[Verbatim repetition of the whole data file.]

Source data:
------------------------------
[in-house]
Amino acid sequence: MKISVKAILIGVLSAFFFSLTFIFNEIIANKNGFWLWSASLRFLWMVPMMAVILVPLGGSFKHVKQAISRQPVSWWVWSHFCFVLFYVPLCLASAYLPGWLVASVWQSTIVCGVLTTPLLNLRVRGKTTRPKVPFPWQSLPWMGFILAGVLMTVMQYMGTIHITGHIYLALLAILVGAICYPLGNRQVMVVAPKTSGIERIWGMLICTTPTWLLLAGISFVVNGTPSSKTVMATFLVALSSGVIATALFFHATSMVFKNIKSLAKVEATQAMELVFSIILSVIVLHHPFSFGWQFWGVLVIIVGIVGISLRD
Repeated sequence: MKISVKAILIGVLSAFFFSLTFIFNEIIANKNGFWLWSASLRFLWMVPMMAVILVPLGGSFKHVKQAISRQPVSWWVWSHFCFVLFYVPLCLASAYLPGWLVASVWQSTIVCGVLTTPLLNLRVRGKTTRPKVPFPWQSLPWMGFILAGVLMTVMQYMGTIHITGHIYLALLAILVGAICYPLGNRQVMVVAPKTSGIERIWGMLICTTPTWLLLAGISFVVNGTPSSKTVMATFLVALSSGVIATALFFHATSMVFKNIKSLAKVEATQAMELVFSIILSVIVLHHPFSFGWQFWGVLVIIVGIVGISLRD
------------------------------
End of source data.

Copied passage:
[in-house]
Amino acid sequence: MKISVKAILIGVLSAFFFSLTFIFNEIIANKNGFWLWSASLRFLWMVPMMAVILVPLGGSFKHVKQAISRQPVSWWVWSHFCFVLFYVPLCLASAYLPGWLVASVWQSTIVCGVLTTPLLNLRVRGKTTRPKVPFPWQSLPWMGFILAGVLMTVMQYMGTIHITGHIYLALLAILVGAICYPLGNRQVMVVAPKTSGIERIWGMLICTTPTWLLLAGISFVVNGTPSSKTVMATFLVALSSGVIATALFFHATSMVFKNIKSLAKVEATQAMELVFSIILSVIVLHHPFSFGWQFWGVLVIIVGIVGISLRD
Repeated sequence: MKISVKAILIGVLSAFFFSLTFIFNEIIANKNGFWLWSASLRFLWMVPMMAVILVPLGGSFKHVKQAISRQPVSWWVWSHFCFVLFYVPLCLASAYLPGWLVASVWQSTIVCGVLTTPLLNLRVRGKTTRPKVPFPWQSLPWMGFILAGVLMTVMQYMGTIHITGHIYLALLAILVGAICYPLGNRQVMVVAPKTSGIERIWGMLICTTPTWLLLAGISFVVNGTPSSKTVMATFLVALSSGVIATALFFHATSMVFKNIKSLAKVEATQAMELVFSIILSVIVLHHPFSFGWQFWGVLVIIVGIVGISLRD